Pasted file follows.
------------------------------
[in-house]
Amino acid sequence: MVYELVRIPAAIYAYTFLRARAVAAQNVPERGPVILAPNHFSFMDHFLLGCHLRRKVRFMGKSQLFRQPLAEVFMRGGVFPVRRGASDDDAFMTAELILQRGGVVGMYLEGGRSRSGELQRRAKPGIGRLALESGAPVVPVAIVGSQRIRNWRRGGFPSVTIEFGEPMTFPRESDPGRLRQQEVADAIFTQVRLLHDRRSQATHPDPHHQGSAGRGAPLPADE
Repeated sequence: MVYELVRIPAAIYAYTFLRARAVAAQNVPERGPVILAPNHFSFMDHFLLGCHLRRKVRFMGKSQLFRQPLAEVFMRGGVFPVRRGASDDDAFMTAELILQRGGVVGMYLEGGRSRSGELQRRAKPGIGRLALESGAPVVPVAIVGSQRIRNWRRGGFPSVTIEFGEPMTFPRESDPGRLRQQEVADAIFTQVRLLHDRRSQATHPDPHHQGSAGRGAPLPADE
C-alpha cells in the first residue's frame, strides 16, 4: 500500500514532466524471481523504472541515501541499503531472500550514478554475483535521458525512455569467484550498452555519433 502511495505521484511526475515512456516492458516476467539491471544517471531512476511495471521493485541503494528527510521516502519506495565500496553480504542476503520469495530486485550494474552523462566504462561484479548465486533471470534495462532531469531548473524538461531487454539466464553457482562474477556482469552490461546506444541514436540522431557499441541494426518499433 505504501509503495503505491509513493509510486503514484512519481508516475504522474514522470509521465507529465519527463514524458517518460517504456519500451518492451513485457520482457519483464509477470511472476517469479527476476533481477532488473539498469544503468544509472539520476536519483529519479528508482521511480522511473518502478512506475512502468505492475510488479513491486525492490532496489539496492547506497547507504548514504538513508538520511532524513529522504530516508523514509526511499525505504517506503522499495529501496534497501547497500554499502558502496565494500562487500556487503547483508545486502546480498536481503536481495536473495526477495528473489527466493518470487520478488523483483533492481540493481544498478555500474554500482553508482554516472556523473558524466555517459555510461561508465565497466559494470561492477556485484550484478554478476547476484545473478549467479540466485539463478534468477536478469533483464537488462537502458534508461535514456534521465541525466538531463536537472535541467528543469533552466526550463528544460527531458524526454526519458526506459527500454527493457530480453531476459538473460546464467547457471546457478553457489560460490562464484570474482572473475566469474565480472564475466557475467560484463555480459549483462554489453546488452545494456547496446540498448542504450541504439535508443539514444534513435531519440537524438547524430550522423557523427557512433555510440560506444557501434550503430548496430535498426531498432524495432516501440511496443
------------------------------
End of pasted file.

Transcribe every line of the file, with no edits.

[in-house]
Amino acid sequence: MVYELVRIPAAIYAYTFLRARAVAAQNVPERGPVILAPNHFSFMDHFLLGCHLRRKVRFMGKSQLFRQPLAEVFMRGGVFPVRRGASDDDAFMTAELILQRGGVVGMYLEGGRSRSGELQRRAKPGIGRLALESGAPVVPVAIVGSQRIRNWRRGGFPSVTIEFGEPMTFPRESDPGRLRQQEVADAIFTQVRLLHDRRSQATHPDPHHQGSAGRGAPLPADE
Repeated sequence: MVYELVRIPAAIYAYTFLRARAVAAQNVPERGPVILAPNHFSFMDHFLLGCHLRRKVRFMGKSQLFRQPLAEVFMRGGVFPVRRGASDDDAFMTAELILQRGGVVGMYLEGGRSRSGELQRRAKPGIGRLALESGAPVVPVAIVGSQRIRNWRRGGFPSVTIEFGEPMTFPRESDPGRLRQQEVADAIFTQVRLLHDRRSQATHPDPHHQGSAGRGAPLPADE
C-alpha cells in the first residue's frame, strides 16, 4: 500500500514532466524471481523504472541515501541499503531472500550514478554475483535521458525512455569467484550498452555519433 502511495505521484511526475515512456516492458516476467539491471544517471531512476511495471521493485541503494528527510521516502519506495565500496553480504542476503520469495530486485550494474552523462566504462561484479548465486533471470534495462532531469531548473524538461531487454539466464553457482562474477556482469552490461546506444541514436540522431557499441541494426518499433 505504501509503495503505491509513493509510486503514484512519481508516475504522474514522470509521465507529465519527463514524458517518460517504456519500451518492451513485457520482457519483464509477470511472476517469479527476476533481477532488473539498469544503468544509472539520476536519483529519479528508482521511480522511473518502478512506475512502468505492475510488479513491486525492490532496489539496492547506497547507504548514504538513508538520511532524513529522504530516508523514509526511499525505504517506503522499495529501496534497501547497500554499502558502496565494500562487500556487503547483508545486502546480498536481503536481495536473495526477495528473489527466493518470487520478488523483483533492481540493481544498478555500474554500482553508482554516472556523473558524466555517459555510461561508465565497466559494470561492477556485484550484478554478476547476484545473478549467479540466485539463478534468477536478469533483464537488462537502458534508461535514456534521465541525466538531463536537472535541467528543469533552466526550463528544460527531458524526454526519458526506459527500454527493457530480453531476459538473460546464467547457471546457478553457489560460490562464484570474482572473475566469474565480472564475466557475467560484463555480459549483462554489453546488452545494456547496446540498448542504450541504439535508443539514444534513435531519440537524438547524430550522423557523427557512433555510440560506444557501434550503430548496430535498426531498432524495432516501440511496443